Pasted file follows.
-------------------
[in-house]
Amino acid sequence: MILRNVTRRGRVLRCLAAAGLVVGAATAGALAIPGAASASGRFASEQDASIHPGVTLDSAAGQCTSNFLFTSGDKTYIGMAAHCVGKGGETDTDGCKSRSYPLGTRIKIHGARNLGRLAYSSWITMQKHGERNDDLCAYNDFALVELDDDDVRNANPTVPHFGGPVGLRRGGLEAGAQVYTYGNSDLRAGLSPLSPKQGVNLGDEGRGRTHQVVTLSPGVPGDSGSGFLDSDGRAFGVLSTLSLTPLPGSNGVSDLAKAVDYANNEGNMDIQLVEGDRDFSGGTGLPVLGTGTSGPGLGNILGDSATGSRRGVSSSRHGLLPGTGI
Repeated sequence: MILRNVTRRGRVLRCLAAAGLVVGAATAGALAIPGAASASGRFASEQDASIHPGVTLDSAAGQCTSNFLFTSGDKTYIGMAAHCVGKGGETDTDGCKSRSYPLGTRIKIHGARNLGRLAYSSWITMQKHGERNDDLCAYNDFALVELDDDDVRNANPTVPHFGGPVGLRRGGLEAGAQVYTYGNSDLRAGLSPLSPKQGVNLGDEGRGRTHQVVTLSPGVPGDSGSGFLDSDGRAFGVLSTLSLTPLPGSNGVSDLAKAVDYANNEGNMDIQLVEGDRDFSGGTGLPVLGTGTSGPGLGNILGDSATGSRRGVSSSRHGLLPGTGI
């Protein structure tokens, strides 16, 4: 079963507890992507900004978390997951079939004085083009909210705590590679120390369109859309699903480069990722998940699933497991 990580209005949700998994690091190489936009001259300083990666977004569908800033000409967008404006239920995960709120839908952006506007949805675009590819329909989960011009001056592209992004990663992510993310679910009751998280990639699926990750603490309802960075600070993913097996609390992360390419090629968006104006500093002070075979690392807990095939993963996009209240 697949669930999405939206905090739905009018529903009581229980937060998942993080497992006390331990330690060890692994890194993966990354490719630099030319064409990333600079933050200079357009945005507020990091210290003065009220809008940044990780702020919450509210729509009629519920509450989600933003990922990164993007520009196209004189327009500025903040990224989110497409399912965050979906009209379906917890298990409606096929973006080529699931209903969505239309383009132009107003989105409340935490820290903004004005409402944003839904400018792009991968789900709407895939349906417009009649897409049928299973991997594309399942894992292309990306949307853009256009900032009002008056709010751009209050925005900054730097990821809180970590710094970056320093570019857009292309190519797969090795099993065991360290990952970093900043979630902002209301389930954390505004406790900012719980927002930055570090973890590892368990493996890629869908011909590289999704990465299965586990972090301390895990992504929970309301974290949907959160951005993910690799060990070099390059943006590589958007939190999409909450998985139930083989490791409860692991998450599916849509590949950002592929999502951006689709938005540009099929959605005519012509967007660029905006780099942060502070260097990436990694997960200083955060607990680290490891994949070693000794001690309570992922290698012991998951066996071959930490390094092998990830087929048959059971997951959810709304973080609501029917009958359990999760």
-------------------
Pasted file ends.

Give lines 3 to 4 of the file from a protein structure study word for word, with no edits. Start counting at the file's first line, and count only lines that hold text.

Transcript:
Repeated sequence: MILRNVTRRGRVLRCLAAAGLVVGAATAGALAIPGAASASGRFASEQDASIHPGVTLDSAAGQCTSNFLFTSGDKTYIGMAAHCVGKGGETDTDGCKSRSYPLGTRIKIHGARNLGRLAYSSWITMQKHGERNDDLCAYNDFALVELDDDDVRNANPTVPHFGGPVGLRRGGLEAGAQVYTYGNSDLRAGLSPLSPKQGVNLGDEGRGRTHQVVTLSPGVPGDSGSGFLDSDGRAFGVLSTLSLTPLPGSNGVSDLAKAVDYANNEGNMDIQLVEGDRDFSGGTGLPVLGTGTSGPGLGNILGDSATGSRRGVSSSRHGLLPGTGI
């Protein structure tokens, strides 16, 4: 079963507890992507900004978390997951079939004085083009909210705590590679120390369109859309699903480069990722998940699933497991 990580209005949700998994690091190489936009001259300083990666977004569908800033000409967008404006239920995960709120839908952006506007949805675009590819329909989960011009001056592209992004990663992510993310679910009751998280990639699926990750603490309802960075600070993913097996609390992360390419090629968006104006500093002070075979690392807990095939993963996009209240 697949669930999405939206905090739905009018529903009581229980937060998942993080497992006390331990330690060890692994890194993966990354490719630099030319064409990333600079933050200079357009945005507020990091210290003065009220809008940044990780702020919450509210729509009629519920509450989600933003990922990164993007520009196209004189327009500025903040990224989110497409399912965050979906009209379906917890298990409606096929973006080529699931209903969505239309383009132009107003989105409340935490820290903004004005409402944003839904400018792009991968789900709407895939349906417009009649897409049928299973991997594309399942894992292309990306949307853009256009900032009002008056709010751009209050925005900054730097990821809180970590710094970056320093570019857009292309190519797969090795099993065991360290990952970093900043979630902002209301389930954390505004406790900012719980927002930055570090973890590892368990493996890629869908011909590289999704990465299965586990972090301390895990992504929970309301974290949907959160951005993910690799060990070099390059943006590589958007939190999409909450998985139930083989490791409860692991998450599916849509590949950002592929999502951006689709938005540009099929959605005519012509967007660029905006780099942060502070260097990436990694997960200083955060607990680290490891994949070693000794001690309570992922290698012991998951066996071959930490390094092998990830087929048959059971997951959810709304973080609501029917009958359990999760």